A unique cafe in Japan has been drawing attention in recent weeks. The Manuscript Writing Cafe offers little by way of food or drink (just self-service coffee or tea), but what it does offer is concentration and motivation for writers struggling to finish their work. Patrons pay a small hourly fee and write down their goals (and how strictly they want them enforced) as they enter. Services include an hourly check-in or having someone stand silently behind you as you work. The catch is that patrons are not allowed to leave until they’ve met their goals.

While our new work-from-home practices have brought relief and freedom to many, I suspect there’s great potential for franchises of this cafe. Enough procrastination — get back to work!

David Crotty

David Crotty

David Crotty is a Senior Consultant at Clarke & Esposito, a boutique management consulting firm focused on strategic issues related to professional and academic publishing and information services. Previously, David was the Editorial Director, Journals Policy for Oxford University Press. He oversaw journal policy across OUP’s journals program, drove technological innovation, and served as an information officer. David acquired and managed a suite of research society-owned journals with OUP, and before that was the Executive Editor for Cold Spring Harbor Laboratory Press, where he created and edited new science books and journals, along with serving as a journal Editor-in-Chief. He has served on the Board of Directors for the STM Association, the Society for Scholarly Publishing and CHOR, Inc., as well as The AAP-PSP Executive Council. David received his PhD in Genetics from Columbia University and did developmental neuroscience research at Caltech before moving from the bench to publishing.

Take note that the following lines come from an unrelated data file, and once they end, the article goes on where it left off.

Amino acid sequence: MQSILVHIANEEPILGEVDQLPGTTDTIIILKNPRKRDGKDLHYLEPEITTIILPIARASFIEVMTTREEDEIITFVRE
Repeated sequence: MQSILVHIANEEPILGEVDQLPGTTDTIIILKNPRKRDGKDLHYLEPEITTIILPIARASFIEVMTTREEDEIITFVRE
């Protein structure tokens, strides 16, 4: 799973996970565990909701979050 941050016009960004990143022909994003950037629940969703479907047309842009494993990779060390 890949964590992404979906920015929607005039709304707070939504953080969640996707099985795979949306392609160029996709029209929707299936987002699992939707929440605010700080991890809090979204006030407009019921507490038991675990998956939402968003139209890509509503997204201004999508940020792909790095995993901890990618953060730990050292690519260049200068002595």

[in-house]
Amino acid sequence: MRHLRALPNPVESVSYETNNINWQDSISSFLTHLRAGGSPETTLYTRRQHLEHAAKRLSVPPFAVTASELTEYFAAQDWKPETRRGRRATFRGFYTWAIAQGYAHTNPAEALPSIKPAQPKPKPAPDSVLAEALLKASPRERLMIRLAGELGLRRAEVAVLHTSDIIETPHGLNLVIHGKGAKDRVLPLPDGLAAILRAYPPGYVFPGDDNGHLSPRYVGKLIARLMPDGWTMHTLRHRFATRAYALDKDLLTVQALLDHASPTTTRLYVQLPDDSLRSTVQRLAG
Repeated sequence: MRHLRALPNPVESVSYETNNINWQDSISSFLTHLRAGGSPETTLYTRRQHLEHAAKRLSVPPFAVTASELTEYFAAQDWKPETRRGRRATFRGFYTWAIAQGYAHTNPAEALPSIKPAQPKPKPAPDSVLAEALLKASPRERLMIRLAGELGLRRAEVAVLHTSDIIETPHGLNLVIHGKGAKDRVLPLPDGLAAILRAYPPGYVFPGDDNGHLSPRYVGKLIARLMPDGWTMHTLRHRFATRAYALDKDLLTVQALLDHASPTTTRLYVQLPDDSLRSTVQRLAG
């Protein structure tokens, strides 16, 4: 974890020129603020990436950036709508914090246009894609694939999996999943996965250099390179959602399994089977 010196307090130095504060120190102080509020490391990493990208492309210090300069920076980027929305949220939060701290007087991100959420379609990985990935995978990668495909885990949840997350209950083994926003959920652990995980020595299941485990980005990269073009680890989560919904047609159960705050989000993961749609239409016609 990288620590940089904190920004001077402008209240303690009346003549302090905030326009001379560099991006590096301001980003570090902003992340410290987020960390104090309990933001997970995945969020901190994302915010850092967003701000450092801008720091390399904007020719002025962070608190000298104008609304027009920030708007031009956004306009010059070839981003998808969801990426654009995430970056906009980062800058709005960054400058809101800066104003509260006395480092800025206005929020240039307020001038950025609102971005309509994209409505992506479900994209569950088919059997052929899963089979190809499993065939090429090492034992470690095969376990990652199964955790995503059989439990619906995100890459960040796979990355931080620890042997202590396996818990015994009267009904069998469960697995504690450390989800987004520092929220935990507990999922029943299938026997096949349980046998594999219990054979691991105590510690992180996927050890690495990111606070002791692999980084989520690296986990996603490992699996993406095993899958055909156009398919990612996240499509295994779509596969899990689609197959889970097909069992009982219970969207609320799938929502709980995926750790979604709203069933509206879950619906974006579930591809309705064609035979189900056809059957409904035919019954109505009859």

1 Thought on "Struggling to Meet a Deadline? Japan’s Manuscript Writing Cafe is Here to Help"

I am sure this resonates with many! I recently attended a conference where there was a daily time slot allocated to group mono-tasking: 1hr of group silence with a singular focus which you shared in the chat with other participants. It was a pretty neat approach to ensuring work still got done without impacting conference concentration time.

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